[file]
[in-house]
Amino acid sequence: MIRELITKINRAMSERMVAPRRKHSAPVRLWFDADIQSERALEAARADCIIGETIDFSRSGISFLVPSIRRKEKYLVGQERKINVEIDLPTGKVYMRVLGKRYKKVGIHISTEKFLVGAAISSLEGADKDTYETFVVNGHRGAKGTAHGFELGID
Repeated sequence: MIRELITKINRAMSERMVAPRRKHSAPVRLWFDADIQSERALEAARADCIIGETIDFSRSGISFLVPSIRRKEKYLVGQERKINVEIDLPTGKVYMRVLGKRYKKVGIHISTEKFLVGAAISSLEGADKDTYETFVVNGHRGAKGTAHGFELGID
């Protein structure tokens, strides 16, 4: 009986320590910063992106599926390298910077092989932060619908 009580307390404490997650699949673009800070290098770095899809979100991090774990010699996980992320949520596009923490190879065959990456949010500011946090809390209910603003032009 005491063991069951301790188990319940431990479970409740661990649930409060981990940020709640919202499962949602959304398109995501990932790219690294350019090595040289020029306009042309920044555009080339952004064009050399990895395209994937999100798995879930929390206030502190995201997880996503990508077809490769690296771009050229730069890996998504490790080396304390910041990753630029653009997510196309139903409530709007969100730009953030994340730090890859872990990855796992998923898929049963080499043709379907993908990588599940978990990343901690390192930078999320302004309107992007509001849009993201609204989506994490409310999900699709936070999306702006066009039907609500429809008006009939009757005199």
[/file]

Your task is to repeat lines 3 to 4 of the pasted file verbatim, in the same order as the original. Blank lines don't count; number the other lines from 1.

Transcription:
Repeated sequence: MIRELITKINRAMSERMVAPRRKHSAPVRLWFDADIQSERALEAARADCIIGETIDFSRSGISFLVPSIRRKEKYLVGQERKINVEIDLPTGKVYMRVLGKRYKKVGIHISTEKFLVGAAISSLEGADKDTYETFVVNGHRGAKGTAHGFELGID
């Protein structure tokens, strides 16, 4: 009986320590910063992106599926390298910077092989932060619908 009580307390404490997650699949673009800070290098770095899809979100991090774990010699996980992320949520596009923490190879065959990456949010500011946090809390209910603003032009 005491063991069951301790188990319940431990479970409740661990649930409060981990940020709640919202499962949602959304398109995501990932790219690294350019090595040289020029306009042309920044555009080339952004064009050399990895395209994937999100798995879930929390206030502190995201997880996503990508077809490769690296771009050229730069890996998504490790080396304390910041990753630029653009997510196309139903409530709007969100730009953030994340730090890859872990990855796992998923898929049963080499043709379907993908990588599940978990990343901690390192930078999320302004309107992007509001849009993201609204989506994490409310999900699709936070999306702006066009039907609500429809008006009939009757005199």